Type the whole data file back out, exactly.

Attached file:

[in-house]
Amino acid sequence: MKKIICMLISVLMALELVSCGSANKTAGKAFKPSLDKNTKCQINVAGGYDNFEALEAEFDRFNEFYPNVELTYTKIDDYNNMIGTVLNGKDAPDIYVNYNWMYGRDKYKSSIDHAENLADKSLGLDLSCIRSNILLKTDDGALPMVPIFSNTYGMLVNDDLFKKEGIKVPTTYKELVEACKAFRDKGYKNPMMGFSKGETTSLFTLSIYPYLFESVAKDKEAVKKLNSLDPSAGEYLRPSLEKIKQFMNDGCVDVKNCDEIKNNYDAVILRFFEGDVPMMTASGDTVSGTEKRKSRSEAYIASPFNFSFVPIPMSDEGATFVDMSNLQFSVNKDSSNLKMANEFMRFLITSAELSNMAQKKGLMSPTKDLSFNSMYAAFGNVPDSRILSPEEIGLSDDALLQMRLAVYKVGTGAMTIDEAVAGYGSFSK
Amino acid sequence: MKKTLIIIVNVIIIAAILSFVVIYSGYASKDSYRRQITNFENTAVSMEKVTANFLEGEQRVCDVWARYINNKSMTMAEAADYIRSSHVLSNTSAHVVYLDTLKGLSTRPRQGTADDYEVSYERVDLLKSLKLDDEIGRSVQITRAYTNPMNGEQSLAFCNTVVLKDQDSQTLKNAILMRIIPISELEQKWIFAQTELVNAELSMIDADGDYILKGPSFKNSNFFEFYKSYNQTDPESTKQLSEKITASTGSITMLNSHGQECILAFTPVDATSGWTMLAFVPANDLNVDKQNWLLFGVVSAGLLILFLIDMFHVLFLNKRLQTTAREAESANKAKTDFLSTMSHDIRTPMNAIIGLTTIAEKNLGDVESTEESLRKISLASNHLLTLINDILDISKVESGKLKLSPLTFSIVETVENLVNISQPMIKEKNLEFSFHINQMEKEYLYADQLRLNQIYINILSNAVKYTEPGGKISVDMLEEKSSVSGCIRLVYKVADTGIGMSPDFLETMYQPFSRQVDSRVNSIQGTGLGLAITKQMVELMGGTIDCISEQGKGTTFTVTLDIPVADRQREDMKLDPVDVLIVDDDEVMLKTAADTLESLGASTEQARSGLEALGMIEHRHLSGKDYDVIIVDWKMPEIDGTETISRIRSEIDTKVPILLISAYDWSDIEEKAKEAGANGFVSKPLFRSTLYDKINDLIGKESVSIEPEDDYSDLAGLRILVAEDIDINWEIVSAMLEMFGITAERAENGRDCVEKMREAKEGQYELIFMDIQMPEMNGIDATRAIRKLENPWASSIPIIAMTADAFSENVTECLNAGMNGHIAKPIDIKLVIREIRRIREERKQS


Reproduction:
[in-house]
Amino acid sequence: MKKIICMLISVLMALELVSCGSANKTAGKAFKPSLDKNTKCQINVAGGYDNFEALEAEFDRFNEFYPNVELTYTKIDDYNNMIGTVLNGKDAPDIYVNYNWMYGRDKYKSSIDHAENLADKSLGLDLSCIRSNILLKTDDGALPMVPIFSNTYGMLVNDDLFKKEGIKVPTTYKELVEACKAFRDKGYKNPMMGFSKGETTSLFTLSIYPYLFESVAKDKEAVKKLNSLDPSAGEYLRPSLEKIKQFMNDGCVDVKNCDEIKNNYDAVILRFFEGDVPMMTASGDTVSGTEKRKSRSEAYIASPFNFSFVPIPMSDEGATFVDMSNLQFSVNKDSSNLKMANEFMRFLITSAELSNMAQKKGLMSPTKDLSFNSMYAAFGNVPDSRILSPEEIGLSDDALLQMRLAVYKVGTGAMTIDEAVAGYGSFSK
Amino acid sequence: MKKTLIIIVNVIIIAAILSFVVIYSGYASKDSYRRQITNFENTAVSMEKVTANFLEGEQRVCDVWARYINNKSMTMAEAADYIRSSHVLSNTSAHVVYLDTLKGLSTRPRQGTADDYEVSYERVDLLKSLKLDDEIGRSVQITRAYTNPMNGEQSLAFCNTVVLKDQDSQTLKNAILMRIIPISELEQKWIFAQTELVNAELSMIDADGDYILKGPSFKNSNFFEFYKSYNQTDPESTKQLSEKITASTGSITMLNSHGQECILAFTPVDATSGWTMLAFVPANDLNVDKQNWLLFGVVSAGLLILFLIDMFHVLFLNKRLQTTAREAESANKAKTDFLSTMSHDIRTPMNAIIGLTTIAEKNLGDVESTEESLRKISLASNHLLTLINDILDISKVESGKLKLSPLTFSIVETVENLVNISQPMIKEKNLEFSFHINQMEKEYLYADQLRLNQIYINILSNAVKYTEPGGKISVDMLEEKSSVSGCIRLVYKVADTGIGMSPDFLETMYQPFSRQVDSRVNSIQGTGLGLAITKQMVELMGGTIDCISEQGKGTTFTVTLDIPVADRQREDMKLDPVDVLIVDDDEVMLKTAADTLESLGASTEQARSGLEALGMIEHRHLSGKDYDVIIVDWKMPEIDGTETISRIRSEIDTKVPILLISAYDWSDIEEKAKEAGANGFVSKPLFRSTLYDKINDLIGKESVSIEPEDDYSDLAGLRILVAEDIDINWEIVSAMLEMFGITAERAENGRDCVEKMREAKEGQYELIFMDIQMPEMNGIDATRAIRKLENPWASSIPIIAMTADAFSENVTECLNAGMNGHIAKPIDIKLVIREIRRIREERKQS